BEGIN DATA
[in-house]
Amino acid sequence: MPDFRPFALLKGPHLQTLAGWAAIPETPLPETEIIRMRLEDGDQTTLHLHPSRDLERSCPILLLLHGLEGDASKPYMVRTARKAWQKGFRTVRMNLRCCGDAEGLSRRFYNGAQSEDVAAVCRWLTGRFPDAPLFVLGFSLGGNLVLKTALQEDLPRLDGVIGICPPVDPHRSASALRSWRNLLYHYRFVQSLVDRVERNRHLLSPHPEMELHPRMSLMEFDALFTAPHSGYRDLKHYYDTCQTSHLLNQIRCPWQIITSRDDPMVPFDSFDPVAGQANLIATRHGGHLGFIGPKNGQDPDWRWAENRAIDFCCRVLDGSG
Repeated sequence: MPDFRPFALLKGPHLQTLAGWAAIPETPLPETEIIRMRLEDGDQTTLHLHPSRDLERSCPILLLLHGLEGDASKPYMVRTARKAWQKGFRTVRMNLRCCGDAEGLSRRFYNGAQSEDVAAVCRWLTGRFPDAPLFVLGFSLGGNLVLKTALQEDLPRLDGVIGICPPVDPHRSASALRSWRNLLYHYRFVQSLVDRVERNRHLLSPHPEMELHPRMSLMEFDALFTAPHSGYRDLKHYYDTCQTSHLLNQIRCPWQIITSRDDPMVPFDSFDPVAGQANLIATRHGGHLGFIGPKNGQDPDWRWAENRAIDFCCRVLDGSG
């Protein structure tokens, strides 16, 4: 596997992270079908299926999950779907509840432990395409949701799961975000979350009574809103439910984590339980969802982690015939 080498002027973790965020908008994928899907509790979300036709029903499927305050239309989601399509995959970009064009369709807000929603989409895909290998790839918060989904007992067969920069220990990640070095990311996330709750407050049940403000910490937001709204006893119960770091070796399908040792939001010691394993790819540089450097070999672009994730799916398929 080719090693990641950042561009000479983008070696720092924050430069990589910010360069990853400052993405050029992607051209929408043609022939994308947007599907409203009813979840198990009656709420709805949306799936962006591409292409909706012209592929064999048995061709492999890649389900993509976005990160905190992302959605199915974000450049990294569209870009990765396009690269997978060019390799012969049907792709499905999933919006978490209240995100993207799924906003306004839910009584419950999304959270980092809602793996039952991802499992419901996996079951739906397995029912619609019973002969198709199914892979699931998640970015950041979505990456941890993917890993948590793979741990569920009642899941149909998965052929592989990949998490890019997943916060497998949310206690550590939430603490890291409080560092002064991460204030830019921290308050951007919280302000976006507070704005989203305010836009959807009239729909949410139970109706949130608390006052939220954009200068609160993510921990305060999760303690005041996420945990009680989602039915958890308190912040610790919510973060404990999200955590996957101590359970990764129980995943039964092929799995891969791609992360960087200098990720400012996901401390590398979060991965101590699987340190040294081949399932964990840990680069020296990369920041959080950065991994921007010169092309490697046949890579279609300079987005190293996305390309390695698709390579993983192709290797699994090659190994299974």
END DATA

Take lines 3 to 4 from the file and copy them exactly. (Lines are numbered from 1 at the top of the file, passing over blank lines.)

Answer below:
Repeated sequence: MPDFRPFALLKGPHLQTLAGWAAIPETPLPETEIIRMRLEDGDQTTLHLHPSRDLERSCPILLLLHGLEGDASKPYMVRTARKAWQKGFRTVRMNLRCCGDAEGLSRRFYNGAQSEDVAAVCRWLTGRFPDAPLFVLGFSLGGNLVLKTALQEDLPRLDGVIGICPPVDPHRSASALRSWRNLLYHYRFVQSLVDRVERNRHLLSPHPEMELHPRMSLMEFDALFTAPHSGYRDLKHYYDTCQTSHLLNQIRCPWQIITSRDDPMVPFDSFDPVAGQANLIATRHGGHLGFIGPKNGQDPDWRWAENRAIDFCCRVLDGSG
């Protein structure tokens, strides 16, 4: 596997992270079908299926999950779907509840432990395409949701799961975000979350009574809103439910984590339980969802982690015939 080498002027973790965020908008994928899907509790979300036709029903499927305050239309989601399509995959970009064009369709807000929603989409895909290998790839918060989904007992067969920069220990990640070095990311996330709750407050049940403000910490937001709204006893119960770091070796399908040792939001010691394993790819540089450097070999672009994730799916398929 080719090693990641950042561009000479983008070696720092924050430069990589910010360069990853400052993405050029992607051209929408043609022939994308947007599907409203009813979840198990009656709420709805949306799936962006591409292409909706012209592929064999048995061709492999890649389900993509976005990160905190992302959605199915974000450049990294569209870009990765396009690269997978060019390799012969049907792709499905999933919006978490209240995100993207799924906003306004839910009584419950999304959270980092809602793996039952991802499992419901996996079951739906397995029912619609019973002969198709199914892979699931998640970015950041979505990456941890993917890993948590793979741990569920009642899941149909998965052929592989990949998490890019997943916060497998949310206690550590939430603490890291409080560092002064991460204030830019921290308050951007919280302000976006507070704005989203305010836009959807009239729909949410139970109706949130608390006052939220954009200068609160993510921990305060999760303690005041996420945990009680989602039915958890308190912040610790919510973060404990999200955590996957101590359970990764129980995943039964092929799995891969791609992360960087200098990720400012996901401390590398979060991965101590699987340190040294081949399932964990840990680069020296990369920041959080950065991994921007010169092309490697046949890579279609300079987005190293996305390309390695698709390579993983192709290797699994090659190994299974």